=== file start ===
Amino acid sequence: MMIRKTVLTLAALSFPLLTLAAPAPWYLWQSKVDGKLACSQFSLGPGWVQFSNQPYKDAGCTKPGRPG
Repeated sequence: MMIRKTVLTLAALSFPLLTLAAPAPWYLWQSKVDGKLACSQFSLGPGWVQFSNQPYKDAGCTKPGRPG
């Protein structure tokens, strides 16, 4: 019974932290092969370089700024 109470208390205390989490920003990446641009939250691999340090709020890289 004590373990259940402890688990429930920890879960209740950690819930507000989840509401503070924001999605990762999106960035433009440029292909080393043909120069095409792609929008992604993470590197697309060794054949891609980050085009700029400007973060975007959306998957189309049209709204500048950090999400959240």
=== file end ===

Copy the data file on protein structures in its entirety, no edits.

Amino acid sequence: MMIRKTVLTLAALSFPLLTLAAPAPWYLWQSKVDGKLACSQFSLGPGWVQFSNQPYKDAGCTKPGRPG
Repeated sequence: MMIRKTVLTLAALSFPLLTLAAPAPWYLWQSKVDGKLACSQFSLGPGWVQFSNQPYKDAGCTKPGRPG
């Protein structure tokens, strides 16, 4: 019974932290092969370089700024 109470208390205390989490920003990446641009939250691999340090709020890289 004590373990259940402890688990429930920890879960209740950690819930507000989840509401503070924001999605990762999106960035433009440029292909080393043909120069095409792609929008992604993470590197697309060794054949891609980050085009700029400007973060975007959306998957189309049209709204500048950090999400959240």